The Dominion Post by TIM DONOGHUE Sources: Mark Derby, Miriam, Martin and David Long, Margaret Corner.
Margaret Constance Long (nee Brand), Equity campaigner:
Margaret Long helped lead the campaign for equal pay for women in the public sector, which became law in 1960. MARGARET LONG was an integral part of the campaign which helped women achieve ‘‘government service’’ pay equity in New Zealand in 1960.Her role was partly inspired by a comment made in 1955 by Public Service Commission chairman George Bolt, who was asked from the floor of a Public Service Association conference: why were women paid less than men?
Bolt replied: ‘‘Why pay 10 bob for an article you can get for five?’’ In late 1954, Long had moved away from her job as a secondary school teacher in the Hutt Valley to a position as publicity officer in the Electricity Commission. She held this job for three months before being instructed by the Public Service Commission to move to the Statistics Department as a clerical worker/writer. While at Statistics, she became immersed in the PSA equal pay campaign for women. She worked with other likeminded people such as Cath Kelly (nee Eichelbaum), Margot Jenkins, Joyce McBeath, Mira Petricevic, Joan Stone, Bill Sutch, Julia Wallace, Conrad Bollinger and Jim Delahunty in achieving her goal.
During the equal-pay battle, she also met her future husband Dan Long, who had been imprisoned during World War II as a conscientious objector. He went on to become a future PSA national president and general secretary. Long and her colleagues were adept lobbyists. They pushed their cause by championing the case of Jean Parker, a Dunedin Inland Revenue Department employee who had her salary reduced from £695 to £460 a year when she appealed against the appointment of a male employee.
When Walter Nash, then aged 75, was elected prime minister in December 1957, she was ecstatic. It took three years, however, for the Nash administration to enact Long’s dream of pay equity legislation in Parliament, on October 25, 1960. Long was known as ‘‘Miss Firebrand’’ by her Employers Federation and Public Service Commission establishment opponents, a label she found sexist and belittling.
Long was born in the Hutt Valley, but began her secondary education by donning the navy blue serge uniform of Auckland Girls’ Grammar in 1939. She excelled in history and English and won a scholarship to the University of Auckland, where she graduated with an MA (Hons 1st class) in history. In 1948, she enrolled for further study at Auckland Teachers College before, in 1949, returning to the Hutt Valley where she worked as a teacher for four years.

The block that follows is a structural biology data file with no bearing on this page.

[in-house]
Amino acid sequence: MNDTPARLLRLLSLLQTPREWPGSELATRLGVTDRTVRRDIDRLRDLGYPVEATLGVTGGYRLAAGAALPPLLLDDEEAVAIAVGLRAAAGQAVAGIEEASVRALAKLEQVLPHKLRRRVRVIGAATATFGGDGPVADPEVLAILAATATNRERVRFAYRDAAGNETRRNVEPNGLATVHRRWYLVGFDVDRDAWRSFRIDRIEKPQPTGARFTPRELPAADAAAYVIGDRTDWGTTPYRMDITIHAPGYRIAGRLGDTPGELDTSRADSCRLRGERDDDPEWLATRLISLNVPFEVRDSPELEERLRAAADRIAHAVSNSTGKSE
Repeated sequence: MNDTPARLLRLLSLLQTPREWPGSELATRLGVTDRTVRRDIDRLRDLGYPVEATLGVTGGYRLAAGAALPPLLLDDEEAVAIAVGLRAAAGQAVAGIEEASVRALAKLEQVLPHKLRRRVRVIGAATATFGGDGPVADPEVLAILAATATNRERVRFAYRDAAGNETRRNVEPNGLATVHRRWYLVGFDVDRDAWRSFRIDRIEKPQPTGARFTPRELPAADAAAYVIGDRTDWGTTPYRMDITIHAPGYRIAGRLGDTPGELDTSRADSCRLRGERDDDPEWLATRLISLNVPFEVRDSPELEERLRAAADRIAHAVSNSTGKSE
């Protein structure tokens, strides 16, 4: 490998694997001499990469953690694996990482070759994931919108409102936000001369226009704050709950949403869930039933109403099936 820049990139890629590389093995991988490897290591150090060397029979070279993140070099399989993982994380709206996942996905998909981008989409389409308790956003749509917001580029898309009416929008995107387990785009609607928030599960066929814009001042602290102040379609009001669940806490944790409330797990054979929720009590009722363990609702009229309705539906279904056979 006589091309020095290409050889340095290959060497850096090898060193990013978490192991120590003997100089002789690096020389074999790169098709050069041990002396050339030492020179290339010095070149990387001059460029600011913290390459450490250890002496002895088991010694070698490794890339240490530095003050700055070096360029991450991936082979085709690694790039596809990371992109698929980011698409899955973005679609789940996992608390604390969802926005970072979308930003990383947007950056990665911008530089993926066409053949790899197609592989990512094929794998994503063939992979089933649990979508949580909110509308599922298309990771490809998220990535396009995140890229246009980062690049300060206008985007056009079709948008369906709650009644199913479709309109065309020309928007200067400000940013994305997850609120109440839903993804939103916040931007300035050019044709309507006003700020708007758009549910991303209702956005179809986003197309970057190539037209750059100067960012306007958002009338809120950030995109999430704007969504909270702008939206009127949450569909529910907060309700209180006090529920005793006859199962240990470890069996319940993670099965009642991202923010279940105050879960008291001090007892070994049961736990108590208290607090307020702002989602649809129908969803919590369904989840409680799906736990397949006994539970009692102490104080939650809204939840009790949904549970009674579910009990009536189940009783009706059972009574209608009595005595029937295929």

This time proved to be a forerunner of the equal-pay campaign – as a teacher and PPTA member at Hutt Valley High School, she launched a campaign to obtain equal pay among the teaching community. Born in 1927, Long hailed from skilled Scottish working-class stock from the industrial city of Aberdeen. Her father George Brand was wounded in France in 1915 and invalided home to Scotland early in World War I. He married Margaret’s mother Susan Mann on the same day he returned to frontline duties in France later in 1915.
In 1921, the Brands made the decision to emigrate to New Zealand where George found work in a Wellington factory as a furniture maker. Before too long he was running the factory and the Brands purchased a house in Totara Cres, near Waterloo railway station, where Margaret was born. All went well for the young girl until the Depression years when she was told by her mother on one Christmas Day, soon after her father had lost his job, that Father Christmas too was out of work.
In these tough years, the Brands moved to the then quiet Auckland suburb of Westmere where Margaret’s parents rented a house. They finally purchased a home in Foxton when they retired. Margaret and Dan Long were married in 1960, a short time after their legislative equal-pay success. They lived in Heretaunga, and had three children. After the children started at playcentre, Long and others began raising funds for a new centre in Moonshine, which set off a long interest in playcentre. Another project was looking after the welfare of the partners of male prisoners. The Longs lived a stone’s throw from Wi Tako (now known as Rimutaka) Prison. Dan Long had been a prisoner himself there as a conscientious objector in World War II. Working with Prisoners Aid in Upper Hutt, the Longs threw their home open to many women visiting their partners in prison. Long was also involved with Women’s Refuge in the Hutt Valley.
Dan Long was attending a trade union conference in Melbourne when he suffered a second, this time fatal, heart attack in March, 1976. After her husband’s death, Long was left to raise the couple’s three children – Martin, Miriam and David, then aged 14, 13 and 11.She purchased a small Kelburn home near Victoria University and began working as a publications officer for the Historic Places Trust at Antrim House in Boulcott St.
After retirement she moved to Otaki, where she lived for almost 28 years. There she made a new life for herself, becoming involved with the Otaki women’s health group, the Otaki Historical Society and the Otaki Museum. In 2001, she was awarded a Queen’s Service Order for services to the public service.
Published in the Dominion Saturday 28 March
The Dominion Post TIM DONOGHUE Sources: Mark Derby, Miriam, Martin and David Long, Margaret Corner.
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